Strategy is elevated above quantity as far as the geographical spread of this revamped network is concerned. The idea is to have “the widest possible accessibility to the end-consumer.” Company representatives explain that this means to secure access to market and generate the sustainability of market access through partnership programmes in particular. Plans for this are already well underway in the business-to-business orientated segments such as truck tyres and agricultural tyres. We have all heard ExcelAgri and the work this network does in the agricultural sector, which was followed by the redevelopment of Michelin’s business to business truck tyre network last year. What had previously been referred to as the MBA (Michelin Business Advantage) network has since be rejuvenated and re-deployed as Michelin Truck Professional.
A similar metamorphosis is currently being rolled our in the car tyre segment. However as you can imagine this part of the tyre business is quite different to the others, not least because the end-customers are consumers rather than professionals reliant on their vehicles to earn a living. In order for Michelin to achieve its goals in this sector the company is actively engaging with small to medium sized tyre dealers in a bid to open new accounts in a part of the market that the company may have previously been underrepresented in. In addition Michelin is working with wholesalers strategically positioned to offer mutually beneficial opportunities for network coverage and dealer access.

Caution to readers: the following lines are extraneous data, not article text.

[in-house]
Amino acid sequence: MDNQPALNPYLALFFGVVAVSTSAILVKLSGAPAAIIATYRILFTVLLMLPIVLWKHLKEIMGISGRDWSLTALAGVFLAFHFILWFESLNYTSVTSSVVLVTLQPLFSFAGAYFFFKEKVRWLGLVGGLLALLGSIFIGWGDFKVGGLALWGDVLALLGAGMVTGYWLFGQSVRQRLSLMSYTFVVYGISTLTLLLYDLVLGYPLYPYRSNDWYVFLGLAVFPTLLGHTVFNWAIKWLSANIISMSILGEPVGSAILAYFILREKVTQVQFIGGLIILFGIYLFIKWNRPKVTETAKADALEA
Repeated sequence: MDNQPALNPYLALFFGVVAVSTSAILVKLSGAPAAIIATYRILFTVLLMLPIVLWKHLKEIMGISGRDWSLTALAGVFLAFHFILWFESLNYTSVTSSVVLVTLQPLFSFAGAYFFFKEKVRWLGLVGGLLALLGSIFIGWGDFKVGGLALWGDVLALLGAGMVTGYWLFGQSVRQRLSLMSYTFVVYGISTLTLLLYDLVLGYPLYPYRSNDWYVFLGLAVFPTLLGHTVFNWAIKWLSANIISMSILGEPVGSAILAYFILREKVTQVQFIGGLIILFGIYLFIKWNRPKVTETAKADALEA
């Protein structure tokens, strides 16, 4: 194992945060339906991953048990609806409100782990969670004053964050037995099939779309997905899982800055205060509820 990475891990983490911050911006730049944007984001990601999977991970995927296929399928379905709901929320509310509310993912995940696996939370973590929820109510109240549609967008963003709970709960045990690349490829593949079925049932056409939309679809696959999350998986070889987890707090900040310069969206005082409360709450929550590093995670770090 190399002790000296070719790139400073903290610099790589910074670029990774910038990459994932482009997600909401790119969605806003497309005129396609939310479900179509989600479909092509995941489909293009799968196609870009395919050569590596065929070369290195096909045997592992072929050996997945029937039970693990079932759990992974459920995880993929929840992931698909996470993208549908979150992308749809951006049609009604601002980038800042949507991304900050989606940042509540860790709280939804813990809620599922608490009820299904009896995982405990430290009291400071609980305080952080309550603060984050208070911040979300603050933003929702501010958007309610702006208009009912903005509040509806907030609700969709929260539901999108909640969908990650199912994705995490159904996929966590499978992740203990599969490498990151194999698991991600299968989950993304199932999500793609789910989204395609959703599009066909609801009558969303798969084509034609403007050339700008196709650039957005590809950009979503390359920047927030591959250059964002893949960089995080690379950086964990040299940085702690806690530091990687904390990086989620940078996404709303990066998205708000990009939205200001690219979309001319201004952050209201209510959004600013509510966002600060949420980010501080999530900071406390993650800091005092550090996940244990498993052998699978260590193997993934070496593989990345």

A key part of this is the Michelin Certified Centre status which is an approach common across all business segments. Agricultural and earthmover orientated businesses are scheduled to come on board this year.
Back to passenger car tyres, one way Michelin is attracting dealers is by offering a number of valued-added services to its partners. This means offering exclusive campaigns and programmes to its partners. Such as the opportunity for the Michelin “fill up with air” road show to come and visit you area – all which helps retailers identify potential customers and in turn helps sell out figures. The feedback so far is that all of this is particularly apt in the tough conditions the market has found itself in the last few years.
“Within the next year or two Michelin is aiming to be seen as the benchmark for direct engagement” with its distributors. This is something that is both timely (due to the presence of unit share hungry “following manufacturers” that have been most actively courting the market in recent years) and welcome (due to the increased complexity of running tyre retailers in the 21st century. The effects of laws like this year’s tyre labelling legislation serve only to illustrate this purpose. When it comes to comes to the logistics of implementing the finer details of a fiddly piece of legislation partnership with a large manufacturer such as Michelin will be appealing to some tyre retailers. And for the manufacturer the opportunity to offer its services in areas like this in exchange for a commitment to sell its flag brand is clearly mutually beneficial.